Earlier this year, analysts braced for equity offerings from companies across the REIT sphere. And in many sectors, that happened. Except, that is, in the apartment market, which has shied away from cash-generating activities thanks to relatively easy access to agency debt.
“Among the apartment REITs, you only saw Camden raise equity. It surprised me that other multifamily REITs did not also issue,” says Alexander Goldfarb, associate director of equity research of REITs for New York-based Sandler O'Neill + Partners. “I think you’ll see more tap the equity markets to de-lever and maintain unencumbered pools, but there's no question the apartment REITs benefit from their access to Fannie and Freddie debt.”
Instead of doing one big equity raise, such as Houston-based Camden Property Trust’s $285 million offering in May, a number of apartment REITs, including Alexandria, Va.-based AvalonBay Communities; Palo Alto, Calif.-based Essex Property Trust; Birmingham, Ala.-based Colonial Property Trust; and San Francisco-based BRE, have lined up what analysts call “slo-mo” deals. Basically, the REITs set aside an amount of stock to sell over a period of time, provided they like the price.
“This is an attractive way of raising equity [much less costly and risky than marketed deals],” says Simon Wadsworth, CFO for Memphis, Tenn.-based REIT Mid-America Apartment Communities. “We used this technique to raise $100 million in new equity last year and have said publicly that we may use it to raise a limited amount this year, if the acquisition environment justifies it.”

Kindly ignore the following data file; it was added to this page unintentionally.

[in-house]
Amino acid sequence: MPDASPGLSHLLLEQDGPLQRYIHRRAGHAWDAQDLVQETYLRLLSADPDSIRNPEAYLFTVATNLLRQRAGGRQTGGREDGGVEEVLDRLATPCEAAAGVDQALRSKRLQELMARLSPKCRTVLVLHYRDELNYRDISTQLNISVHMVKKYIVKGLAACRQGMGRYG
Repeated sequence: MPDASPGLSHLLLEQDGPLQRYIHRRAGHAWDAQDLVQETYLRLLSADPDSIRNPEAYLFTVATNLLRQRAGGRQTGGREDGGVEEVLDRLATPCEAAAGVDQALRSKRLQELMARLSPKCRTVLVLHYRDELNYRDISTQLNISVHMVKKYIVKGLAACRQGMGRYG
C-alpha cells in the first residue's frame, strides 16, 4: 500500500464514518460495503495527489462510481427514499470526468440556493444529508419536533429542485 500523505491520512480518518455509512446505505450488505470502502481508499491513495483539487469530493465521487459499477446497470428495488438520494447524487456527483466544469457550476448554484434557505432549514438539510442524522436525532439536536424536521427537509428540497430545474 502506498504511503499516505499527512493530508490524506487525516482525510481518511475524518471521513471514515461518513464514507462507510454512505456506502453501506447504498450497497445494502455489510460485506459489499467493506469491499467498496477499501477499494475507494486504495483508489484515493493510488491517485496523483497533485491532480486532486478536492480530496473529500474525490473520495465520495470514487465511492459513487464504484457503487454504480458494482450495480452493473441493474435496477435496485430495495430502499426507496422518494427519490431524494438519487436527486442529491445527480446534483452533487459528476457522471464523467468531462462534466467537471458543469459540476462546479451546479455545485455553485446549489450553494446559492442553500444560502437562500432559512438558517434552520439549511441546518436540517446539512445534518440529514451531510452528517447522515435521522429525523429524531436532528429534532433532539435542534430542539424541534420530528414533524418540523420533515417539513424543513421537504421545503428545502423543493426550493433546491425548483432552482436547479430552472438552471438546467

Colonial, which will issue up to $50 million, will issue up to 20 percent of its stock traded on a given day, provided the transaction meets its price criteria. “They can be more opportunistic and act more like a sharp shooter,” says Andrew J. McCulloch, an analyst for Green Street Advisors, a Newport Beach, Calif.-based consulting and research firm. “When they feel like the price is right, they can pull the trigger quickly.”
It also helps that stock prices are going up. “A program likes this works while the stock market is rising,” says Jerry Brewer, executive vice president of finance for Colonial. “You don’t have to put undue pressure on your stock to dilute the value of it on any given day.”
Though REITs are getting their money over a greater period of time thanks to longer-term offerings, they still aren’t selling at a discount. “The advantage to us is that with a typical overnight equity or a marketed equity offering, the investors will want a discount to the closing price,” Brewer says. “With this program, you are issuing at current market price. You don’t have that additional discount.”
And with the money, they can reel in cash to pay down debt and push back maturities. “Most of the companies have their revolving lines of credit and are just paying that down so they are able to take advantage of any opportunities in the future,” Brewer says.